Common Problems Found During Roof Inspections
Until leaks appear, roofs are often out of sight and out of mind. The simple truth is that roof deficiencies do not get better with time, and ignoring maintenance problems can create other more deep-seated building concerns. Roof inspections often reveal common problems but also some not-so-predictable issues. We'll discuss the 10 most common problems, including those arising from abandoned equipment, new equipment, and storm damage.
The National Roofing Contractors Association and most industry professionals recommend inspecting roofs twice each year, once after the hottest weather, and again after the coldest weather. Weather events such as high winds or hail should also trigger a thorough review. The purpose of regular roof inspections is to discover and fix minor problems before they become a major expense. Roofs that are inspected regularly tend to be better maintained, because the act of inspecting a roof is indicative of well-managed facilities. Even when roofs are inspected on a regular basis, however, inspections can still reveal surprises.
Owners often believe that an expert or roof consultant is required for routine inspections. To the contrary, facility managers or facility staff, armed with a detailed checklist, can conduct most routine semi-annual inspections effectively. These routine inspections often reveal many common problems. Here are the 10 most common:
When rooftop equipment is upgraded or replaced, facility managers should always provide for the removal of the older or abandoned equipment. Adaptive reuse of buildings and spaces may cause exhaust vents, skylights, and mechanical equipment to be rendered useless or obsolete. Depending on the roof's age and condition, facility managers should consider not only removing abandoned equipment but closing up the openings and repairing the roof with compatible roofing material.
Loose objects from abandoned equipment can become airborne and damage the roof. In addition, such objects when stationary can obstruct drainage, provide habitation for birds or rodents, and puncture the roof covering.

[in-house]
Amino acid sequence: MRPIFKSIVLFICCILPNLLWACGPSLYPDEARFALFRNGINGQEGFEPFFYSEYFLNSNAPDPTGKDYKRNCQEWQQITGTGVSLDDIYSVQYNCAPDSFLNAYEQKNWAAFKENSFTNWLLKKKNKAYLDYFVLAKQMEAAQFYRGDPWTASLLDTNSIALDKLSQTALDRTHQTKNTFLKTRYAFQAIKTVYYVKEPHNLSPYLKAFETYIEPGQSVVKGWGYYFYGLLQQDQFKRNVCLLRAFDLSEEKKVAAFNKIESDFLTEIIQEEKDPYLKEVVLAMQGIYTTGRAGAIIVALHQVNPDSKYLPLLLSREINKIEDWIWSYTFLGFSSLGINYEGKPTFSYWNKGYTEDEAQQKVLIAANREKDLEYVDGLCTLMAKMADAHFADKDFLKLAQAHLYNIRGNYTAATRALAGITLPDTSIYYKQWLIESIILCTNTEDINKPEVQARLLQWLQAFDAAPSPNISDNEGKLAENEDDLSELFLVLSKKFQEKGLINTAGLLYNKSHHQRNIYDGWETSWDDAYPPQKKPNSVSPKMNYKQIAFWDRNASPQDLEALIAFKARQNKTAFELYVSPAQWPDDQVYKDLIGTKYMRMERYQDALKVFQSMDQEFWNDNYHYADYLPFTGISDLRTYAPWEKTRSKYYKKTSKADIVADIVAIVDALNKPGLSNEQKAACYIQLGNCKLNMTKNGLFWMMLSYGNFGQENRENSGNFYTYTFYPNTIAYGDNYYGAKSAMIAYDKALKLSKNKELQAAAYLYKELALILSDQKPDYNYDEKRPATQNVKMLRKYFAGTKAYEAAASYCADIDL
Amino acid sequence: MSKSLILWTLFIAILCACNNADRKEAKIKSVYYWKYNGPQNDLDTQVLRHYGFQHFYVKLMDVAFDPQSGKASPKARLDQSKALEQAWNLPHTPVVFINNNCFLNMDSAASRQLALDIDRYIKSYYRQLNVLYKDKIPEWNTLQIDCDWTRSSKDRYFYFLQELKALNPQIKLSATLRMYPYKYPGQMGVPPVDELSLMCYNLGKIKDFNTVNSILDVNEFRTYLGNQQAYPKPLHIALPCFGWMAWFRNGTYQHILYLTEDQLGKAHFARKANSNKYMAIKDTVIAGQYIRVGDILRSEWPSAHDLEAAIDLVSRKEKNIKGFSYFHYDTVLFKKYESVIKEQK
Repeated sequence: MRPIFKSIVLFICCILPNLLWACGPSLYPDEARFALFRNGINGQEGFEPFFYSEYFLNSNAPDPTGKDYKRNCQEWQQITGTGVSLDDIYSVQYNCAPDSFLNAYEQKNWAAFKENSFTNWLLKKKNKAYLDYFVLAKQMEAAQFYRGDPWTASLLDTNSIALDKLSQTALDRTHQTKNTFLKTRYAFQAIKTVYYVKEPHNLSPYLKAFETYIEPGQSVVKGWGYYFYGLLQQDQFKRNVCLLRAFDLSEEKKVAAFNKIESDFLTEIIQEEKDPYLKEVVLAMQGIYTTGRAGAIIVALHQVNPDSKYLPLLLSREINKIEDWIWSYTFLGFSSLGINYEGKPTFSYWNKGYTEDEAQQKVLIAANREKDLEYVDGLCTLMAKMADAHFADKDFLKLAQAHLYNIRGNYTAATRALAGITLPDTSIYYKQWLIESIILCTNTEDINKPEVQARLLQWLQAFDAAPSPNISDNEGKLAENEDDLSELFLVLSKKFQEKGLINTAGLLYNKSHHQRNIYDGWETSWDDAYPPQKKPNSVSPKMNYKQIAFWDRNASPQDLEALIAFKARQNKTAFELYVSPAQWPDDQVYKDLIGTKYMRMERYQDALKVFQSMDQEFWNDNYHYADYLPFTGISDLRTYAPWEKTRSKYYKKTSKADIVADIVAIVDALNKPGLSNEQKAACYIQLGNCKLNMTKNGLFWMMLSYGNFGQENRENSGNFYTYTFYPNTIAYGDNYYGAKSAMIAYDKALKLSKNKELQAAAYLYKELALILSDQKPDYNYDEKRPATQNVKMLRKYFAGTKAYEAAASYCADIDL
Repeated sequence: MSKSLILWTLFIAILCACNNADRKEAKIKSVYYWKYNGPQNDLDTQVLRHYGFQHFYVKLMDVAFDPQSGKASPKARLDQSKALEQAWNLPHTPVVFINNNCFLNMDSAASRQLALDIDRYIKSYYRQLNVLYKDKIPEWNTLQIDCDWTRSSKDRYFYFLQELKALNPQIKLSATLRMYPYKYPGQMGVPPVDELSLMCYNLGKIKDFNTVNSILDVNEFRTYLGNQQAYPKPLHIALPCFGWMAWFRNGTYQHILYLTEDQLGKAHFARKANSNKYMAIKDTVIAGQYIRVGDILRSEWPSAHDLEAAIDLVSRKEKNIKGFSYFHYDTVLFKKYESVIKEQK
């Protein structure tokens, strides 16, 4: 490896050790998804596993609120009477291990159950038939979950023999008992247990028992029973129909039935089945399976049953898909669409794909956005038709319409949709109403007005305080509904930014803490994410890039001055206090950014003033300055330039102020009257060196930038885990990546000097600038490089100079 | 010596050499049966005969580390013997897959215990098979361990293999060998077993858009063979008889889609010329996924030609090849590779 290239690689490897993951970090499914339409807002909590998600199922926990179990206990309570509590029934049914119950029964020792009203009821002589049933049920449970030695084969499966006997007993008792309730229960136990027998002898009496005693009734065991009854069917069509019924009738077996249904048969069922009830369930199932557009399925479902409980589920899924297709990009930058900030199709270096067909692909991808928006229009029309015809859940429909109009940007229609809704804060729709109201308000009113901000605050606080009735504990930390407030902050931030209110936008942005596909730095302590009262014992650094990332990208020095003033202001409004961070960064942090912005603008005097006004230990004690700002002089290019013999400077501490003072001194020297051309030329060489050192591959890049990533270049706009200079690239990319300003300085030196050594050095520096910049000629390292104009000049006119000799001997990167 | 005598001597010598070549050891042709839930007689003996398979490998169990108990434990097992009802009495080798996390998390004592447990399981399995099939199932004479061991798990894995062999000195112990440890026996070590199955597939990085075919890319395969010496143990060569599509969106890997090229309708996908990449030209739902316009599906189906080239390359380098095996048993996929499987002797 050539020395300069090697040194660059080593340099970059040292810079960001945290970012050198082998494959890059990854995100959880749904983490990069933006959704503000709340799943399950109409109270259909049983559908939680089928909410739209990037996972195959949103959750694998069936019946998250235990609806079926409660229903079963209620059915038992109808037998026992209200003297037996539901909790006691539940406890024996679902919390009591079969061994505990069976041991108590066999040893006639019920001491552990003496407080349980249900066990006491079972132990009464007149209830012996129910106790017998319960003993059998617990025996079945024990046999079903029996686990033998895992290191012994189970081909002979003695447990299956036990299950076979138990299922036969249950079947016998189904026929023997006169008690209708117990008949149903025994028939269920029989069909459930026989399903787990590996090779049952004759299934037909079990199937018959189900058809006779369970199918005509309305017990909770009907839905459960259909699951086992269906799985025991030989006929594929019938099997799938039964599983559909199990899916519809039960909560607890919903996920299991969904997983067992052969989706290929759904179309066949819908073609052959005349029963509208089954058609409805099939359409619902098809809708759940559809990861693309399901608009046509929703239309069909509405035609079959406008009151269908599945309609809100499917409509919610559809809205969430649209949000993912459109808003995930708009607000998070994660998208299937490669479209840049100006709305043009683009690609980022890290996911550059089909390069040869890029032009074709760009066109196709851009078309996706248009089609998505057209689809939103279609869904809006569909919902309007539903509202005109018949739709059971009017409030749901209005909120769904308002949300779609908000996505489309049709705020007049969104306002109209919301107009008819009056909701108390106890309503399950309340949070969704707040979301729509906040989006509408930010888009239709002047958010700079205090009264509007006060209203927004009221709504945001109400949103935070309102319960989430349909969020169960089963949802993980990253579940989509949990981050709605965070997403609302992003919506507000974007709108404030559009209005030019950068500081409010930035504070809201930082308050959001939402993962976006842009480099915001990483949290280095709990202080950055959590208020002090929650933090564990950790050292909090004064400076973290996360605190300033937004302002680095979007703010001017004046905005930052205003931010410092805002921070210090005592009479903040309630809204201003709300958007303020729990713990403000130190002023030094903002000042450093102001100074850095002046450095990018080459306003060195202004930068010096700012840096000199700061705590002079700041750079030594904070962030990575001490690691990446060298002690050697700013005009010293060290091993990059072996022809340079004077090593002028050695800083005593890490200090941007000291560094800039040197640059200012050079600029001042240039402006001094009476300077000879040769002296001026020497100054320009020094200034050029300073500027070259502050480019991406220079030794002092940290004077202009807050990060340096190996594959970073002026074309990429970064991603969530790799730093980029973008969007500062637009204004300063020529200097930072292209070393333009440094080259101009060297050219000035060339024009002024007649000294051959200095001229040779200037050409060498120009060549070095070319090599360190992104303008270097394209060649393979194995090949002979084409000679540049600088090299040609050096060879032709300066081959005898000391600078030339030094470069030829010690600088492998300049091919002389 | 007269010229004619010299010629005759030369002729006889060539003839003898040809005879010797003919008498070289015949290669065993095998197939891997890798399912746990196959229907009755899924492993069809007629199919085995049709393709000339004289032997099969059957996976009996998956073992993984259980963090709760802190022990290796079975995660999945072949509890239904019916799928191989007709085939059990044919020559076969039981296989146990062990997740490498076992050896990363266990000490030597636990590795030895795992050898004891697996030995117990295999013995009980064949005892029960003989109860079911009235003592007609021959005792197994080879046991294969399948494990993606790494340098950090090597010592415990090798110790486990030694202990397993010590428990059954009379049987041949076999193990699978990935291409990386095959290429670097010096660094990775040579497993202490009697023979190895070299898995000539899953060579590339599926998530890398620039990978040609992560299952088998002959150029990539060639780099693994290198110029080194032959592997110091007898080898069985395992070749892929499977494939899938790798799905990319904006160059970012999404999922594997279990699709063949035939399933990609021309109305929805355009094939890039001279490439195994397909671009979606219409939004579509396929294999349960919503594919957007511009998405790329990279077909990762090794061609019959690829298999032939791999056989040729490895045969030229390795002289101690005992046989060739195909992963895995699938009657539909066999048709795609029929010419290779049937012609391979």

Old roof mechanical equipment is often upgraded and replaced. It is common in such cases for mechanical engineers and mechanical contractors to design and install the replacement equipment — which may involve retrofitting older curbs or making new larger roof penetrations. New electrical and plumbing lines may be needed. A common missing link in the process is not engaging a qualified roofing contractor early on to design and install the roof flashings. It is not unusual for a facility manager inspecting a roof to find improper flashings and significant damage to the roof following a mechanical equipment upgrade project.
For example, the height of new curbs should be designed in anticipation that thicker roof insulation may be installed at the time of a future reroofing project. Well-intentioned mechanical contractors may not think of that. Roofing contractors understand minimum roofing industry heights and clearances and will perform work accordingly.
New rooftop equipment should have all curbs, mountings, and roof flashings properly installed by the roofing contractor, not the mechanical contractor.
Storm damage can take several forms. A storm can, of course, blow off a portion of the roof. High winds can also damage roofs and adjacent property with flying projectiles, such as loose mechanical equipment access panels or other debris left on the roof. Broken tree limbs and branches are another common source of storm damage on single-story buildings.
Another common type of storm damage is caused by hail. Most roof coverings today have been tested and rated as hail-resistant, but hail-resistant does not mean hail-proof. It merely means the roof covering has been tested to resist failure-inducing damage from all but the largest size of hailstones.
Facility managers should consider having an independent roof consultant inspect roofs after a major storm to assess damage and assist with filing insurance claims, when appropriate. An independent consultant is one who does not distribute, sell, or promote the sale of roofing materials.